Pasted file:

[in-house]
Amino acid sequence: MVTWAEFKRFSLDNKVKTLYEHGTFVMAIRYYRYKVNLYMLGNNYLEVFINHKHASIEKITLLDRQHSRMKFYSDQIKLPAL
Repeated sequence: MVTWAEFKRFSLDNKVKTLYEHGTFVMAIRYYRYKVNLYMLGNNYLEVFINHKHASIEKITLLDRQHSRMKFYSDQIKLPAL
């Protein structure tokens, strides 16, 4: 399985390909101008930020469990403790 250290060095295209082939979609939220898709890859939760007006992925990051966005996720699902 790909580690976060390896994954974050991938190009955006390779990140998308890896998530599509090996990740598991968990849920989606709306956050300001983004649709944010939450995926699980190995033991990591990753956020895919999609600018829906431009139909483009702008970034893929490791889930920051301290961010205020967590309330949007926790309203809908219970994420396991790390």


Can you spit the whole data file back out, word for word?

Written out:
[in-house]
Amino acid sequence: MVTWAEFKRFSLDNKVKTLYEHGTFVMAIRYYRYKVNLYMLGNNYLEVFINHKHASIEKITLLDRQHSRMKFYSDQIKLPAL
Repeated sequence: MVTWAEFKRFSLDNKVKTLYEHGTFVMAIRYYRYKVNLYMLGNNYLEVFINHKHASIEKITLLDRQHSRMKFYSDQIKLPAL
């Protein structure tokens, strides 16, 4: 399985390909101008930020469990403790 250290060095295209082939979609939220898709890859939760007006992925990051966005996720699902 790909580690976060390896994954974050991938190009955006390779990140998308890896998530599509090996990740598991968990849920989606709306956050300001983004649709944010939450995926699980190995033991990591990753956020895919999609600018829906431009139909483009702008970034893929490791889930920051301290961010205020967590309330949007926790309203809908219970994420396991790390």